A Citi analyst said, “We continue to rate the stock a Buy with decent stock upside over the next 12 months given decent underlying demand. However, given THO shares are trading near its 2-year high, shares may be pressured in the near-term by a volatile stock market and inclement weather, which may unfavorably impact retail sales and slow down the company’s momentum. Thus we are removing THO from our Top Picks Live! list.”
To see all the upgrades/downgrades on shares of Thor, click here.
Meanwhile, SmartTrend had this to say about some RV stocks:
Below are the top five companies in the Automobile Manufacturers industry as measured by lowest relative performance. Some analysts believe that stocks with lower relative performance are a better bargain.
Winnebago Industries Inc. ranks first with a loss of 13.51%; Thor Industries Inc. ranks second with a loss of 7.76%; and Ford Motor ranks third with a loss of 6.49%.
Daimler follows with a loss of 6.38% and Honda Motor rounds out the top five with a loss of 4.23%.
SmarTrend is bearish on shares of Winnebago and our subscribers were alerted to Sell on May 06, 2010 at $14.34. The stock has fallen 13.4% since the alert was issued.
Investors are looking to this morning’s opening on Wall Street to learn whether Thursday’s record plunge was a fluke or something more.
Panicked selling sent the U.S. stock market into a freefall Thursday afternoon, when program trading by high-frequency traders kicked in, according to Market Watch, a service of the Wall Street Journal.
RV stocks felt the wild trading with leading stocks closing lower but not in dramatic fashion.
- Winnebago Industries Inc. closed at $14.53, down 88 cents or 5.71%. It fell as low as $13.06 a share during the day.
- Thor Industries Inc. closed at $33.90, down 47 cents or 1.4% on volume of 1,007200, nearly twice its normal trading volume.
- Drew Industries Inc. closed at $21.65, down 80 cents or 3.7% on volume of 238,400 shares.
At its lows, the Dow Jones Industrial Average was down 998.50 points, which ranks as its biggest intraday drop in its history, at least on a points basis. It finished down 347.80 points, or 3.2%, at 10520.32 amid declines in all 30 of its components. The drop was the worst in point terms since February 2009 and the worst in percentage terms since April 2010.
The selling accelerated after a sharp drop in shares of Procter & Gamble (PG 61.31, +0.56, +0.92%) and at least one other DJIA stock, 3M Co. (MMM 83.54, -0.70, -0.83%) , market watchers said.
The Securities and Exchange Commission and the Commodity Futures Trading Commission issued a joint statement late Thursday, saying they were working with exchanges and other regulators to review the session’s “unusual trading activity.”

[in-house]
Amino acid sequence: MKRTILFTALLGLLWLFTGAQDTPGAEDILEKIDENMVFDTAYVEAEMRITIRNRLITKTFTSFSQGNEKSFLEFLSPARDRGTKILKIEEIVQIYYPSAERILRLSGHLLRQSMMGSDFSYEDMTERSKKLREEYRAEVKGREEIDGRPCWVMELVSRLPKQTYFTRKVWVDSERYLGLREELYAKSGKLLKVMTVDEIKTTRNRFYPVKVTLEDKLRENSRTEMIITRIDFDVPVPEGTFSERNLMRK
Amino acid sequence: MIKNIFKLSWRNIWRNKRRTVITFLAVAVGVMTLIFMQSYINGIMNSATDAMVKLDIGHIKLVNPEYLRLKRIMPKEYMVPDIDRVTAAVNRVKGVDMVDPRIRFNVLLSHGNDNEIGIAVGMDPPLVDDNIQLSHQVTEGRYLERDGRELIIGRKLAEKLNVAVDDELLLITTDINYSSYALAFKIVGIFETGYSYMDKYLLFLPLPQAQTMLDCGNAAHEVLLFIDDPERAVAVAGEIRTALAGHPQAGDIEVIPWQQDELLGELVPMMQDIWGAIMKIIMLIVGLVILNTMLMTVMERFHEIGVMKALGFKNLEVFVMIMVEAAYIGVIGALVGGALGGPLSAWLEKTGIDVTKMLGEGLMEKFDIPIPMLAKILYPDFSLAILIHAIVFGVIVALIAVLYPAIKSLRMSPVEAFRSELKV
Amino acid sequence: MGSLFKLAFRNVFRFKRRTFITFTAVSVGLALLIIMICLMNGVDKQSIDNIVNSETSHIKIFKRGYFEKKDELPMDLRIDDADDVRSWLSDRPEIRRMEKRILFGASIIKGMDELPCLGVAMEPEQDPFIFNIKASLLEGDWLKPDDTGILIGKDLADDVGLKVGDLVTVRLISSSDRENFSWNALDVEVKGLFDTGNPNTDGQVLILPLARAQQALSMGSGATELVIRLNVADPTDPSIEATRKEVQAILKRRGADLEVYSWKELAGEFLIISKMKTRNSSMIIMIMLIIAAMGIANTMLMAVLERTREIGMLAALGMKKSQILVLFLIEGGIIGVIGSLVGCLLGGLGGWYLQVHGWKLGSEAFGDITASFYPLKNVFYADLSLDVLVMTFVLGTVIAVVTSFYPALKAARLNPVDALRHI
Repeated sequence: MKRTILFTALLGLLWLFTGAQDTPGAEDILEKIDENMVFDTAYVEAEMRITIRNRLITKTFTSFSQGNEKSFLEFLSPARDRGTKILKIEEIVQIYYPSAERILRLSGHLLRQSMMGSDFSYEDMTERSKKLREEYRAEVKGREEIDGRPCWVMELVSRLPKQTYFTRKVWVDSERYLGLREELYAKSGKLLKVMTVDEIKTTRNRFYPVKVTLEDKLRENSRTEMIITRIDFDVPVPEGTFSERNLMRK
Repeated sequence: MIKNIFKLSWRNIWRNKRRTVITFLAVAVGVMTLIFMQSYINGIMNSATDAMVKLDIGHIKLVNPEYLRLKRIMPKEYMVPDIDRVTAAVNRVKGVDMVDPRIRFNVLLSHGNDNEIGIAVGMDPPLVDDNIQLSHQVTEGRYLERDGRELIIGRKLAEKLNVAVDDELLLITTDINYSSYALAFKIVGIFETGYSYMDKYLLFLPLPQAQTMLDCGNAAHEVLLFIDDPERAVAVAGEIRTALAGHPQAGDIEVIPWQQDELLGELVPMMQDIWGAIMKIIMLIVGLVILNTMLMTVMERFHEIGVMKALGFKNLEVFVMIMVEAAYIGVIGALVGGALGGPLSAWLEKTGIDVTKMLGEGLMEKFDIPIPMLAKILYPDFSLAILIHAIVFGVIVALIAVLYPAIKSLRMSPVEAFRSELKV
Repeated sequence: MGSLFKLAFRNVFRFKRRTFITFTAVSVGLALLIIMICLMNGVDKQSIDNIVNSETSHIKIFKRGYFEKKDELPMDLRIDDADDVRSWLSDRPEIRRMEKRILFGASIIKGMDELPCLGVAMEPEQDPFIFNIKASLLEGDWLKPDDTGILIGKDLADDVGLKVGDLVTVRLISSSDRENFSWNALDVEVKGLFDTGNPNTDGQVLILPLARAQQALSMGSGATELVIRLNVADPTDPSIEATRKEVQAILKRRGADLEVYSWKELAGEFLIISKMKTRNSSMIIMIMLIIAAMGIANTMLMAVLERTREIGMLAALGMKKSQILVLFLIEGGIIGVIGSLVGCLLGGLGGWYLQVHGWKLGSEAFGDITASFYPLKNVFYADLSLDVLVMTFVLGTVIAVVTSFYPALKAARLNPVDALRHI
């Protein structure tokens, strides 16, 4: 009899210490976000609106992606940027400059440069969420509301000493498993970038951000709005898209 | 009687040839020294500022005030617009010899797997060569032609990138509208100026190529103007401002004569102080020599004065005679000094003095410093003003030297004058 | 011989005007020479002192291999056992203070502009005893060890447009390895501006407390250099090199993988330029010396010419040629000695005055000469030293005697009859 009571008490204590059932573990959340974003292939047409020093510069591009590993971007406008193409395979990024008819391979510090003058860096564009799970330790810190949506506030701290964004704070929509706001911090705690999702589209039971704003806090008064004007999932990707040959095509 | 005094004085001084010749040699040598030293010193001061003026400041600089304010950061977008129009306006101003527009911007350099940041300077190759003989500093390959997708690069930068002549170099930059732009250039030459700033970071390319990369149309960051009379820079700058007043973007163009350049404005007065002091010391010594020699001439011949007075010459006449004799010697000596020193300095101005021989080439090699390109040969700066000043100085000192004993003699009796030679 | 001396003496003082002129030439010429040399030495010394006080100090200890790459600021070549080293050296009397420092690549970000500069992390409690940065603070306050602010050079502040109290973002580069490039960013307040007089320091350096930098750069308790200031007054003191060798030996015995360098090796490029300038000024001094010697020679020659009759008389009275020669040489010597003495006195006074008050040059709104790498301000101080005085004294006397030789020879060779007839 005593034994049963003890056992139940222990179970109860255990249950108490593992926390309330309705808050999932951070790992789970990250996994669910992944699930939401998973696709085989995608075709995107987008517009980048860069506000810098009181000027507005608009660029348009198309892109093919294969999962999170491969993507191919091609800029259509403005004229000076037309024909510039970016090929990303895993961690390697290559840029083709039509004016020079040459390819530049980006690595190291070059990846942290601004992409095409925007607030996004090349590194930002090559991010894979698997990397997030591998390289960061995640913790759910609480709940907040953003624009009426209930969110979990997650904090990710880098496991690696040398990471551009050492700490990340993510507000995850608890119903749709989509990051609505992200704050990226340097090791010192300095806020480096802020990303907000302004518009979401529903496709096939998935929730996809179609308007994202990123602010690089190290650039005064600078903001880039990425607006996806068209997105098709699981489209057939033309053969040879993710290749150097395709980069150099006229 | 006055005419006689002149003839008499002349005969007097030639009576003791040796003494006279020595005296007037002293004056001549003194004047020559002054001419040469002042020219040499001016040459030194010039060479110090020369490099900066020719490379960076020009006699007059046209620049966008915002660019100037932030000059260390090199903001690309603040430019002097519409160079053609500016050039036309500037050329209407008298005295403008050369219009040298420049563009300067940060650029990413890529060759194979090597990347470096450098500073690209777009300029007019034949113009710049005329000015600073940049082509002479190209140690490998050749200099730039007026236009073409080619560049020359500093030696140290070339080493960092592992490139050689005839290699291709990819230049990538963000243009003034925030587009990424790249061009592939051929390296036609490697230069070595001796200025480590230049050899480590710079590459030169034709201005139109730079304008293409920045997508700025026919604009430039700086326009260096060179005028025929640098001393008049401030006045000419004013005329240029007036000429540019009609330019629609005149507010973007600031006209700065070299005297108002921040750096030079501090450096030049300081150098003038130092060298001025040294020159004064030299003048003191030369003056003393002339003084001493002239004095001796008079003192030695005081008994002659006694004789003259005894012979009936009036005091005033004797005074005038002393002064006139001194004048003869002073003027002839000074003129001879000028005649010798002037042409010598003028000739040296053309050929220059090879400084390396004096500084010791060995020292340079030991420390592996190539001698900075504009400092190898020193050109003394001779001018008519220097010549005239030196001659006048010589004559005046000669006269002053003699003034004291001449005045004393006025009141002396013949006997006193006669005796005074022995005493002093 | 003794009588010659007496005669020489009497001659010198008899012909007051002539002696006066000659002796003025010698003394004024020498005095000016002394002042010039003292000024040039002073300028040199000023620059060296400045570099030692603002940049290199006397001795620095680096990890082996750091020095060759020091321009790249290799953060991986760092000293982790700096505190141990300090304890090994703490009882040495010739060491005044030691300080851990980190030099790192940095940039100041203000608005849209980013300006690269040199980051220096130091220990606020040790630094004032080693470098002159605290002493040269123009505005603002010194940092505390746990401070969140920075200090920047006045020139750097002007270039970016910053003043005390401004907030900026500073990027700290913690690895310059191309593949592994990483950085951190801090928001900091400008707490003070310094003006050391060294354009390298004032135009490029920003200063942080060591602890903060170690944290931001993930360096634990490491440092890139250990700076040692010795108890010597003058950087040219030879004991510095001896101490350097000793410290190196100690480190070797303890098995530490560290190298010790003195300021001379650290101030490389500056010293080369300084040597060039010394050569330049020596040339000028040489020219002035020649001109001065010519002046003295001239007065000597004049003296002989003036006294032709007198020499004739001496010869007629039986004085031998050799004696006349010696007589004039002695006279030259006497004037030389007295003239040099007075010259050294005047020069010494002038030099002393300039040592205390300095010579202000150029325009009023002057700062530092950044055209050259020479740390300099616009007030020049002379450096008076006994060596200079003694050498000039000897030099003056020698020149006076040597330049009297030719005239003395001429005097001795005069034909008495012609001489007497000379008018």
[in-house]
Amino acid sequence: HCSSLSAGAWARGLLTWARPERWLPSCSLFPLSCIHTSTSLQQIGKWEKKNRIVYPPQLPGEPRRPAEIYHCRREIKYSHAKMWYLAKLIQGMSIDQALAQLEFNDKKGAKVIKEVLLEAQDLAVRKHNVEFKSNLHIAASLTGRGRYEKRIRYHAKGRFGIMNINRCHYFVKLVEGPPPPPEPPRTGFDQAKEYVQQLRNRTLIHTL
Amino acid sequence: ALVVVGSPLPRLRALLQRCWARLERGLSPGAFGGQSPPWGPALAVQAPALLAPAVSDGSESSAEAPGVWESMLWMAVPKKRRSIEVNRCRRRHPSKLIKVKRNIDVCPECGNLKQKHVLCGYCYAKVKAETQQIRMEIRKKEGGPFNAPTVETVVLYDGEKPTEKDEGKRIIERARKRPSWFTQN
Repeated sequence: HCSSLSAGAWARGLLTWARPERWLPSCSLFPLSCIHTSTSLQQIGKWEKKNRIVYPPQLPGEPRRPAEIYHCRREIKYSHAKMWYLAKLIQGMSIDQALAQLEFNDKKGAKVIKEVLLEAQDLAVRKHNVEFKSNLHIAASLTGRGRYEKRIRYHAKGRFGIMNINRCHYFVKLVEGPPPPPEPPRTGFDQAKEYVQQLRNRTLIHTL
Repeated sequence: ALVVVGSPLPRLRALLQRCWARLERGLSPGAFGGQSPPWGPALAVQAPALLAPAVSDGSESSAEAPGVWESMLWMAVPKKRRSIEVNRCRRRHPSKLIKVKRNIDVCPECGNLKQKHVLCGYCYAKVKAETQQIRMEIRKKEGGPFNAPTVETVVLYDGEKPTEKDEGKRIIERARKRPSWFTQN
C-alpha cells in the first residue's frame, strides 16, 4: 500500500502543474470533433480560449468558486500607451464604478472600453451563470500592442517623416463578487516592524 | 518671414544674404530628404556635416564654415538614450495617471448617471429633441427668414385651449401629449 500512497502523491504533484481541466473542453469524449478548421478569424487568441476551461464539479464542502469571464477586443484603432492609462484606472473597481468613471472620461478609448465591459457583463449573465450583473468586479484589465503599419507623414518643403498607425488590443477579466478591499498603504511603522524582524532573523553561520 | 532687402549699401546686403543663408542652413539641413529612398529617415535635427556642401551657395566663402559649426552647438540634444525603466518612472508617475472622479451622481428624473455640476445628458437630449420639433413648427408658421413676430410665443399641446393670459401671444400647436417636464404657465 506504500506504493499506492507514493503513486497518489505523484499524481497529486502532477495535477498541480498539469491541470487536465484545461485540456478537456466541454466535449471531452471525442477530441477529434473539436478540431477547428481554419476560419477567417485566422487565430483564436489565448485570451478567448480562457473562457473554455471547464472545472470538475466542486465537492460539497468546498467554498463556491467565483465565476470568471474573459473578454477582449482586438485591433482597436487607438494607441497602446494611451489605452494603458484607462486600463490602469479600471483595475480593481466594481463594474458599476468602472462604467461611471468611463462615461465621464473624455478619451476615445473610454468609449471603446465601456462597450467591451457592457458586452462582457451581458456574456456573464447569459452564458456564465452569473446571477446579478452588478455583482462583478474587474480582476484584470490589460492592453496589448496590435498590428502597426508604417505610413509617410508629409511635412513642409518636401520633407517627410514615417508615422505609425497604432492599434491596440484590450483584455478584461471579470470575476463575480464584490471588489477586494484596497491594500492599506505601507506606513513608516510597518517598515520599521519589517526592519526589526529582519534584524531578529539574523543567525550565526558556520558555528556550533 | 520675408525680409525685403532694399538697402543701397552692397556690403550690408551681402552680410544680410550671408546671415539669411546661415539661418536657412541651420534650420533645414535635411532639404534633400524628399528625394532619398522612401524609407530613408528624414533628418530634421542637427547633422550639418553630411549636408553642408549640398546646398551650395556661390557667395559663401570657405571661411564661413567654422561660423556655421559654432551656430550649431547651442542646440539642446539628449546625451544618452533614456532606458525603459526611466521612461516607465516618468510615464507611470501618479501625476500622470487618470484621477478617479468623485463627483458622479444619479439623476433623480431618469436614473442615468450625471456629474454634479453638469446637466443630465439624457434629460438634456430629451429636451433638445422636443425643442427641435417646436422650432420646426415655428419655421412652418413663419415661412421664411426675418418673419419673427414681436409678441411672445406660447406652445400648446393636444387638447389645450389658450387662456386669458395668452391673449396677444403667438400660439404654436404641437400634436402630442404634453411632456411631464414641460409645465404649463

“We will make public the findings of our review along with recommendations for appropriate action,” agency officials said in a statement.
Shares of Procter & Gamble plunged to $39.37 at one point from around $60. The New York Stock Exchange said each stock has its own circuit-breaker level. When these stocks fall below their levels, then they can be traded on any other exchange or platform at any price. When P&G fell below its circuit breaker, a bid came in for the stock at $39.37 from the Nasdaq, the NYSE said.
“You don’t see a blue-chip stock like this go down 20 points with no news,” said Frank Ingarra, co-portfolio manager at Hennessy Funds, a quantitative firm that deals with program traders. “All of the algorithms kicked in from this errant thing.”
The Big Board also saw 3M fell below its circuit-breaker level.
Several market watchers said they heard a major firm may have accidentally released an errant program trade using e-mini contracts, which are traded at the Chicago Mercantile Exchange. A spokeswoman for the CME said its markets “functioned properly without issue.”
Traders also noted unusual trades among exchange-traded funds, including the iShares Russell 1000 Value Index Fund (IWD), which dropped from close to $60.00 to 7.5 cents.
“These ETFs traded to lows that are not mathematically correct,” he said.
While most quantitative-driven programs would normally try and take advantage of market aberrations like Thursday’s violent drop, it is murky whether program trades were more involved in driving the market down or helping push it back up.
“It’s very hard to tell whether the initial trades caused others to follow suit and jump in, thinking this was a true market move,” said Adam Allam, managing director at Instinet, which executes program trades on behalf of its clients. “Everyone at this point’s just guessing or trying to justify why that move happened and it’s quite plausible it was an error.”
Traders leaving for the day faced a growing media horde waiting for them. They described the session as “roller-coaster,” “madness” and just plain “crazy.”
One trader who has been on the floor for more than 20 years said he’d never seen it like Thursday.
“We were just watching the trades go through, and nothing was getting down to us on the floor,” he said. “We were blindsided.”
Others said there was an eerie calmness to the ride.
“It was kind of somber,” one said. “It wasn’t as crazy as you’d expect.”